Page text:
JSON is perfect for any data that is geared towards efficiency and reducing file size, because it wastes almost no space on whitespace or closing tags. However, as the content of a JSON file increases in complexity, it descends into closing-bracket hell. This is most painfully visible in JavaFX code (which is based around JSON). A UI structure that is any more complex results in a data file that becomes nearly incomprehensibly complex towards the end.

Look at this JavaFX code sample (click the “Edit this page” link) and pay particular attention to how it ends:

                          }                      }                    }                }              ]            }        }      center: bookPanel    }

The mix of structural “{}” and list “[]” brackets makes maintaining large JSON-style files by hand quite difficult. YAML solves this issue quite neatly with its whitespace indentation approach, while still allowing you to switch to a JSON-style flow whenever it is acceptable (such as on bottom-level nodes).

YAML Java Libraries and Development Tools
The most popular Java library for processing YAML files is JvYAML. JRuby (the Ruby version that runs as a dynamic language on the Java VM) uses JvYAML in its port of the Ruby on Rails framework. JvYAML provides facilities to perform generic processing of a file (in which case it returns a nested hierarchy of standard Java String, Long, Map, and List objects). You save a file using the static dump() method, and load one via the static load() method, for example:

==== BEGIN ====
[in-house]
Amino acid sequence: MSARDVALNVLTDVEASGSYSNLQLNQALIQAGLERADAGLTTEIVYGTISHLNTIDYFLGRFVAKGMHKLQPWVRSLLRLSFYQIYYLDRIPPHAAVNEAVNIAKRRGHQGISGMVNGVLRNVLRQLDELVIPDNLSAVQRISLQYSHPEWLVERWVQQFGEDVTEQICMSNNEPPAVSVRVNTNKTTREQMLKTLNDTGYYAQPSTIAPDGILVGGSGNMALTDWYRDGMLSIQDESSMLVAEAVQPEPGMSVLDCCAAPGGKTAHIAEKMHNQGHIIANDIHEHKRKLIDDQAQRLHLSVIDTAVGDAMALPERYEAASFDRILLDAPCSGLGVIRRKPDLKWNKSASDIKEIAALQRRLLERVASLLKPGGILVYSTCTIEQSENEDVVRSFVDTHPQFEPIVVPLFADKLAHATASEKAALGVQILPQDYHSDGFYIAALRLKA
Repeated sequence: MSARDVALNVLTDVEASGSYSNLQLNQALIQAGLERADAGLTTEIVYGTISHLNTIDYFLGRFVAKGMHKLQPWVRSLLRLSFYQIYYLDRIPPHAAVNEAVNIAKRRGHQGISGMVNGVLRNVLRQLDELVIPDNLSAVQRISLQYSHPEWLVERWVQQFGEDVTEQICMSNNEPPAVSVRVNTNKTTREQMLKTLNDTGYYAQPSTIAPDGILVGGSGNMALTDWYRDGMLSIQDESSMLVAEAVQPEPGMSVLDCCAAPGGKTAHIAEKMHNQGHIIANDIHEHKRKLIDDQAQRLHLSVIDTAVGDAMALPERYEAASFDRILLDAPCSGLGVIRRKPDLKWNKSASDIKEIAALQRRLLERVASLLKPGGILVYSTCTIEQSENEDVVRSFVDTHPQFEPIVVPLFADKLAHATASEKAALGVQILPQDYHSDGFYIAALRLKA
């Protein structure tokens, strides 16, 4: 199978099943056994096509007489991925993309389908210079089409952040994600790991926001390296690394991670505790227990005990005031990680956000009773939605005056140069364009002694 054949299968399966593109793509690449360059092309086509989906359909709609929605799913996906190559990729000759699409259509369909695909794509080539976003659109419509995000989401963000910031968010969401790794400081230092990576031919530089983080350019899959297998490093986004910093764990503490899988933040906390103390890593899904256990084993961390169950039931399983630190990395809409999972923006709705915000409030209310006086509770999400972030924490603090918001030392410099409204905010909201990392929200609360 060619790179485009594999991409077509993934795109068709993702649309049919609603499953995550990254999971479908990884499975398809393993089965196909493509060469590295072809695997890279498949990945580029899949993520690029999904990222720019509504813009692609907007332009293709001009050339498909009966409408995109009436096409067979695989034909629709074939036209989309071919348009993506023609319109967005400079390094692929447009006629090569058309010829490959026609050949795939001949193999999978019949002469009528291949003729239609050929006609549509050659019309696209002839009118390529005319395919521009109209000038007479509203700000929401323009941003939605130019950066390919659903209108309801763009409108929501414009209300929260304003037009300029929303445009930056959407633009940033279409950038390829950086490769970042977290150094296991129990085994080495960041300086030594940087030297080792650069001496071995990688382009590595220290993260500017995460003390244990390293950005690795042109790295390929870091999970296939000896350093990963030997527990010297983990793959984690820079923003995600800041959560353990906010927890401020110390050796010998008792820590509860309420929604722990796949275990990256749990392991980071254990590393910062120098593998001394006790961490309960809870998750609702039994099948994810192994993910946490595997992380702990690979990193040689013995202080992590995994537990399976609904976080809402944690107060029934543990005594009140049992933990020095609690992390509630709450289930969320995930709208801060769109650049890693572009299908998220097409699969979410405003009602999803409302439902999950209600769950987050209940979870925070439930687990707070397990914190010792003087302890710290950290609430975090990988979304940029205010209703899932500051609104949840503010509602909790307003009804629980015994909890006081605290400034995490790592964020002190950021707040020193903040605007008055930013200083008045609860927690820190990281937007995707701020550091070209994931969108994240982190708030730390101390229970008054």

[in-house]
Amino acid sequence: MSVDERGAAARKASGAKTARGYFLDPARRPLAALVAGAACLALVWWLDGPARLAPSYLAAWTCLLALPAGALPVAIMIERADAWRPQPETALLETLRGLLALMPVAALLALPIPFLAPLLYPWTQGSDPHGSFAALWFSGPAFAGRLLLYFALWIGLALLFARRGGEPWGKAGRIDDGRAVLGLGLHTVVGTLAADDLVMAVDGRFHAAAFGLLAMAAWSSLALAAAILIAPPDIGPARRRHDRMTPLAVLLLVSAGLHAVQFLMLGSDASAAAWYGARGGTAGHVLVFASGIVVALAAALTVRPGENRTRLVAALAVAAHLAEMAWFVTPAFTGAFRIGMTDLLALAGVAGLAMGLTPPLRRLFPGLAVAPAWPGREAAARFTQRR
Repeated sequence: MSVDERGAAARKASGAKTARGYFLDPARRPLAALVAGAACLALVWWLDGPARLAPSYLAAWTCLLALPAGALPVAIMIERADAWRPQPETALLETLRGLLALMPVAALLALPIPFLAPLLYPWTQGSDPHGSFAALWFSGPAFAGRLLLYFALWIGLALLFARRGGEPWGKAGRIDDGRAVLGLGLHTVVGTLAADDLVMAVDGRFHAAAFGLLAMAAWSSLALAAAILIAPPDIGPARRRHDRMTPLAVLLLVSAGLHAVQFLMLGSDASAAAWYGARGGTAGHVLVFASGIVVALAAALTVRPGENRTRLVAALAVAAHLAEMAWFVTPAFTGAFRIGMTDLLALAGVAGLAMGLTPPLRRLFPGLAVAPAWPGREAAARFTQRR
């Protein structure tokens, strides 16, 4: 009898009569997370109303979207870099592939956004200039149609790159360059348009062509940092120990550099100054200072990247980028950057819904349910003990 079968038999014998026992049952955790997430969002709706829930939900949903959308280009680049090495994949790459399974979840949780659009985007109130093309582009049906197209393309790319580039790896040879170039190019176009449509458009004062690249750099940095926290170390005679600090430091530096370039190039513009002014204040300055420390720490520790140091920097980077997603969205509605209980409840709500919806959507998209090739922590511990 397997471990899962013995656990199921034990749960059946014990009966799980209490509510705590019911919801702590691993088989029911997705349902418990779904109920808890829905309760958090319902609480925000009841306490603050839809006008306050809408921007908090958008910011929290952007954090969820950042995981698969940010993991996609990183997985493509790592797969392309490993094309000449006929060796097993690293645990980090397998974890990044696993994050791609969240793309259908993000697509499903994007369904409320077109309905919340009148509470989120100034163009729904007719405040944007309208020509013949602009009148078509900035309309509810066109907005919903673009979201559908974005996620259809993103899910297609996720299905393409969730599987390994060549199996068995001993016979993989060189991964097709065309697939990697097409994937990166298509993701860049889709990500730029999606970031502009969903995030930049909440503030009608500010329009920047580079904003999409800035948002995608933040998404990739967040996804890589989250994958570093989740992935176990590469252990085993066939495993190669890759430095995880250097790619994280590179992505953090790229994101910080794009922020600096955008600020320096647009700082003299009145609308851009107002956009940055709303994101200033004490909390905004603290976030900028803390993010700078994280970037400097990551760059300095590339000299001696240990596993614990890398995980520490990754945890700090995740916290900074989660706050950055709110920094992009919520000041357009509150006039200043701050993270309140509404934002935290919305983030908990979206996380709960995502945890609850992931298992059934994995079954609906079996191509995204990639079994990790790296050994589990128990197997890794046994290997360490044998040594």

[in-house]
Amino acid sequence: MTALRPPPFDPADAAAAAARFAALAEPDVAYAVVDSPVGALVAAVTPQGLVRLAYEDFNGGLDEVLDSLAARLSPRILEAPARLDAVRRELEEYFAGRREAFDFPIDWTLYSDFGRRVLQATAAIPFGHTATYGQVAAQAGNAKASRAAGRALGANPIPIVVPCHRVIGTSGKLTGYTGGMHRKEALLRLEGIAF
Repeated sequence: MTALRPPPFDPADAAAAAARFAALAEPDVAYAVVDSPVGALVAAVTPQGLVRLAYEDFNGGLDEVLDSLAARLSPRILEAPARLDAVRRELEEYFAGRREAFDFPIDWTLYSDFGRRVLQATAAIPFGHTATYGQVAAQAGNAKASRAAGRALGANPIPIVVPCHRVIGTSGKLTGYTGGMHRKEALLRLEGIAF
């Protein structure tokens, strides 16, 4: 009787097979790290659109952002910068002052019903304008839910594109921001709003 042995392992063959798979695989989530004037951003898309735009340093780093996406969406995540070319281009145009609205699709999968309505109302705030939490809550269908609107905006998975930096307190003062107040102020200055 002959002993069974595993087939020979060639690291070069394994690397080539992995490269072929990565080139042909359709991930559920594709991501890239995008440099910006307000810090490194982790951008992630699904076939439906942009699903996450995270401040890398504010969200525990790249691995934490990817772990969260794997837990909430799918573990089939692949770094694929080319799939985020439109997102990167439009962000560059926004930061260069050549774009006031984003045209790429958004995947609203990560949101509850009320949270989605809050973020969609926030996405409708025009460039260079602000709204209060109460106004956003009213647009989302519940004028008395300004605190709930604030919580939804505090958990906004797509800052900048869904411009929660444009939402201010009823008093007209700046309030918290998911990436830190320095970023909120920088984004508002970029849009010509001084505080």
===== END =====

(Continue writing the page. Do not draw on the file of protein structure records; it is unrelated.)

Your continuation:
YAML.dump(Object data, Writer output);Object data = YAML.load(Reader io);

See Sidebar 2. Open Source Project Based on YAML for information about a YAML-based open source project for building declarative UIs in Java.

In reality, YAML files are usually so simple that they you can easily maintain them with any text editor. However, a few specialized text editors provide helpful syntax highlighting. For Eclipse, it’s the Eclipse YAML editor. For NetBeans, you can use the YAML editor that comes with the Ruby pack. However, the YAML editor in NetBeans 6.1 is not very useful; it supports only a small subset of YAML (e.g., it does not support block literals). This is supposed to be fixed by the new YAML editor coming in NetBeans 6.5.

I did not have a chance to test IntelliJ IDEA, but I presume its Ruby on Rails plugin ships with a YAML editor.

Time to Add the YAML Tool
The overly verbose XML format is overkill in most cases. YAML and its usage from Java could be very useful alternatives on your next project. For further study, visit the YAML page at Wikipedia (which has an excellent overview of advanced YAML features, such as data merging and data casting), as well as the official YAML site.